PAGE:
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number of quadrangular blocks of mesoblast, known as the protovertebre, the number of these corresponds to the number of vertebræ of the animal.

These protovertebræ become subdivided by transverse fissures into external parts, the muscle plates, which form eventually the

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dorsal and other muscles, and internal parts which become the permanent vertebræ.

From these inner portions processes of mesoblast grow upward over the medullary canal to meet with processes from the protovertebræ of the opposite side. Mesoblastic tissue also grows

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Transverse section through the dorsal region of an embryo chick of forty-five hours.

(Foster and Balfour.) A. Epiblast. M.c. Medullary canal. P.7. Proto-vertebræ. W.d. Wolffian duct. A.

Pleuroperitoneal cavity. S.o. Somatopleure. S.p. Splanchnopleure. c.7. Vessels. ao Aorta. B. Mesoblast. C. Hypoblast. o.p. Line of union of opaque and pellucid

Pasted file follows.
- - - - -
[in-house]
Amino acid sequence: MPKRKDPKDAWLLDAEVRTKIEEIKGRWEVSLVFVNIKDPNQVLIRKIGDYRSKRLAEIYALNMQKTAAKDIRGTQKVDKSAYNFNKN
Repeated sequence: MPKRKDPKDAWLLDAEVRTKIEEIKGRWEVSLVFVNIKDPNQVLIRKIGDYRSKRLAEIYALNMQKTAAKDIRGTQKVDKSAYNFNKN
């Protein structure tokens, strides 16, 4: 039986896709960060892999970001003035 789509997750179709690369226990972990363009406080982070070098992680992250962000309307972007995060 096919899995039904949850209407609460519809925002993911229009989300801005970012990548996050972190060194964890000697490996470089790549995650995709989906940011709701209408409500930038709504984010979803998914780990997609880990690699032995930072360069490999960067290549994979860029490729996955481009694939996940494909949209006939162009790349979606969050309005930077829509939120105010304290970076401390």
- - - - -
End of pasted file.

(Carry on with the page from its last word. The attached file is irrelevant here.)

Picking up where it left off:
w. Spheres of the white yolk.

areas.

inward between the medullary canal and the notochord, and between the notochord and subjacent hypoblast.

These projections beneath the notochord meet with others from a mass of the mesoblast, lying between the protovertebræ and the cleft mesoblast, and known as the intermediate cell mass.

The portions of the protovertebræ above the medullary canal form the arches of the vertebræ ; from those surrounding the notochord the bodies of the vertebræ are developed.

The outer part of each protovertebra divides into an anterior or pre-axial part, from which arises the ganglion of a spinal nerve, and into a posterior or post-axial part.

After this the original lines of separation between the protovertebræ disappear, and the spinal column is fused into a cartilaginous mass. New segmentation now appears in the centre of each original protovertebra, midway between the primary divisions. Thus the vertebral column is divided into a number of component parts, each of which is destined to become a permanent vertebra.